4 Questions With TJ Holmes

T.J. Holmes interviewing Andrew Young (Getty Images)
T.J. Holmes interviewing Andrew Young (Getty Images)

The job pickings are slim for cable-news anchors of color, making it hard to imagine a black anchor with his own weekend show at a top network quitting his gig. But weekend anchor T.J. Holmes did just that, trading in his cushy spot at CNN for one at BET.


Holmes spoke with The Root about why he's leaving CNN just before the 2012 election year, the challenges that lie ahead and the story he wishes he could have covered for the BET audience.

The Root: Why is now the right time to make the move to BET?

T.J. Holmes: Sometimes opportunities come along that are unexpected. The timing was perfect. I've done so much at CNN, and I've certainly enjoyed my time there. It was time to try something else, to do something else. I can't think of a better place to do it. Given that we have an election cycle coming up and it's the first time we'll get a chance to say "incumbent black president," I'm getting an opportunity to do something that means a lot to me and to my community.

TR: What will be your role in developing BET's news coverage? What challenges do you see?

TJH: My role will be as a journalist. They brought me on because of my news background and for my news chops. I think many people in the black community would like to turn the TV on when they get home or even in the morning to see news coverage about things that matter to them, coming from people who look like them and talk like them. We have a great opportunity to do that next year, and I hope to play a huge role.

As for the challenges, [BET] does not have the same type of newsroom, news capability or resources of a major news network that does nothing but news. I don't know if those challenges will come up. I'm not anticipating that type of challenge, but it will be different from the day-to-day type of grind [at CNN], where we were live all around the world.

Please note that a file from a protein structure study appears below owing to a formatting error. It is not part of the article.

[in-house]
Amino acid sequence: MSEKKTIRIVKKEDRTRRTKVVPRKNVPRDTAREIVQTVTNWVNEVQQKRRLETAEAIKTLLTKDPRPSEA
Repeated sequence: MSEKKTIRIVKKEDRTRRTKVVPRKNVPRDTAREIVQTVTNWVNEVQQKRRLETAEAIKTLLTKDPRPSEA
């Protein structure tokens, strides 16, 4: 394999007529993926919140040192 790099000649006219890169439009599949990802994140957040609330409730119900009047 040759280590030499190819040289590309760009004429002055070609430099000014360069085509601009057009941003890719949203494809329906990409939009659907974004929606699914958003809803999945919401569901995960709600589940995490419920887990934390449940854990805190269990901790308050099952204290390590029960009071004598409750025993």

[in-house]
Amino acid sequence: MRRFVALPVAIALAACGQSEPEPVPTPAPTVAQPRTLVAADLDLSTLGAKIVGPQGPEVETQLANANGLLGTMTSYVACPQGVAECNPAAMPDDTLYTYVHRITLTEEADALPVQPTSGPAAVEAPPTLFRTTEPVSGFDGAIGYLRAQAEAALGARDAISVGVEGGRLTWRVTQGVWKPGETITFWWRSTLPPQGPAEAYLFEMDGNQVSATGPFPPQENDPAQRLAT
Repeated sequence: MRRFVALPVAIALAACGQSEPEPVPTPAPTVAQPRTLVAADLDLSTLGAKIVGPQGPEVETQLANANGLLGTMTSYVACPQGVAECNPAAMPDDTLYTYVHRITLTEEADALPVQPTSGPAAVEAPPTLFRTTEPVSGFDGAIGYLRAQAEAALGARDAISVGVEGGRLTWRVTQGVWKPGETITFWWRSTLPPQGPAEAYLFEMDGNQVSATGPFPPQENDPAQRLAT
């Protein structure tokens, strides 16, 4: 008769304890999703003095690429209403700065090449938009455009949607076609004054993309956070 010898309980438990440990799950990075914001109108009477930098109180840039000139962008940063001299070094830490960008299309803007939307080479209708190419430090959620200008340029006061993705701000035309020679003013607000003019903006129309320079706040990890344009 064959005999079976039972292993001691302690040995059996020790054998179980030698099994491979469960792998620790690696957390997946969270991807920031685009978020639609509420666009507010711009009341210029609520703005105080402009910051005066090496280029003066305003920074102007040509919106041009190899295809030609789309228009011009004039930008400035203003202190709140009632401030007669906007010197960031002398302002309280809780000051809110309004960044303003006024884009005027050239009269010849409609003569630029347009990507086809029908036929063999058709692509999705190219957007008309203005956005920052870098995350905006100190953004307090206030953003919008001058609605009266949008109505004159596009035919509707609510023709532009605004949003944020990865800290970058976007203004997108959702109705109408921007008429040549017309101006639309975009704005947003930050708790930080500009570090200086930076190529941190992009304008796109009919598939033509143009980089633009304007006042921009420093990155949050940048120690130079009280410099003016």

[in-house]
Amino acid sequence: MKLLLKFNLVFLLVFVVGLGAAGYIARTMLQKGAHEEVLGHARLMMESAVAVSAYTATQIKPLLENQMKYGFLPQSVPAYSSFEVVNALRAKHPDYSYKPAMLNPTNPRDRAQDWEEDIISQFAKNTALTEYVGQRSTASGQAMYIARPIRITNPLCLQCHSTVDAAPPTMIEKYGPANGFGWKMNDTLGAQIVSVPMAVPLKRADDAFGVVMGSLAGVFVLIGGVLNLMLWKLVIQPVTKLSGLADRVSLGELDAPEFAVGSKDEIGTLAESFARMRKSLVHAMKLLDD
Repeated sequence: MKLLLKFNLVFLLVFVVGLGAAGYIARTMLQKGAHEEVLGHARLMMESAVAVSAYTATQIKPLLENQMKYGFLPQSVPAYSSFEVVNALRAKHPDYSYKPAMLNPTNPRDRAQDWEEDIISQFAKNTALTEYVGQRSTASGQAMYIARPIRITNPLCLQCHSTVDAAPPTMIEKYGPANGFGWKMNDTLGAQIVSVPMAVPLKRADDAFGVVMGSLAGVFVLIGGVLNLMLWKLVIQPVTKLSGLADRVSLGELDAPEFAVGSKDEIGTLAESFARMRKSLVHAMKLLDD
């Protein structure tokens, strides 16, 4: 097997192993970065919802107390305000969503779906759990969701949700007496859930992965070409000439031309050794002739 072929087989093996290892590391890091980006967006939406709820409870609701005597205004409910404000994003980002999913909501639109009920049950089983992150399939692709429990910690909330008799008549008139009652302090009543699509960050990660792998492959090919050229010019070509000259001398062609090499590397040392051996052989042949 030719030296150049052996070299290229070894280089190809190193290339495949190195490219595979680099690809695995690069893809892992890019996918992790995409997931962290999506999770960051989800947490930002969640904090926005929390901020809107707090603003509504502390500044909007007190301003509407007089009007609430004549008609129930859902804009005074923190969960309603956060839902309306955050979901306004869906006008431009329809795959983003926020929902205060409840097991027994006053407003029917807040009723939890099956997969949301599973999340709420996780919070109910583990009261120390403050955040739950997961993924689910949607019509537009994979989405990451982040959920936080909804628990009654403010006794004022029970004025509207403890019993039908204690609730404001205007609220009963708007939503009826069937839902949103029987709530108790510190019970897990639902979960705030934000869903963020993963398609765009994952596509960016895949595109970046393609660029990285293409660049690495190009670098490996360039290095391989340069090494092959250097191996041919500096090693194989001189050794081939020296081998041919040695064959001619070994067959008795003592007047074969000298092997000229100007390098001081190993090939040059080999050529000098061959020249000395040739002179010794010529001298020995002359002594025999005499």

TR: What would you say to people who are wondering why you're leaving an established news channel for BET, which is not known most for its news programming?


TJH: I would say wait until 2012. You have to start somewhere. BET certainly has a foundation in news programming and information programming. I think [beefing up its news programming] was a big part of BET wanting me to come on board, and a big part of me wanting to come on board. BET is saying, "Here is what we're trying to do, and we're taking it so seriously that we went to go get this guy with this [news] background."

I could have stayed at CNN. I had the opportunity to do so. This wasn't about me looking for a job. I chose BET for a reason, for the opportunity that I did not have at CNN just because [they have] a different type of audience. I don't know when this opportunity would come along again, so I couldn't pass it up.


TR: The year is coming to a close. What do you think is the most memorable story of 2011?

TJH: Frankly, Herman Cain was a bit of a juggernaut for me. Herman Cain was a fascinating story for a while. I said to someone earlier that I wish I was on air at BET to have that conversation with the black audience about this black man being the front-runner for the GOP nomination. I think that's a conversation that was worth having. He is a guy worth examining a bit more. His rise, and some would say his fall, has been kind of fascinating for a political junkie like me to watch.


Akoto Ofori-Atta is The Root's assistant editor.

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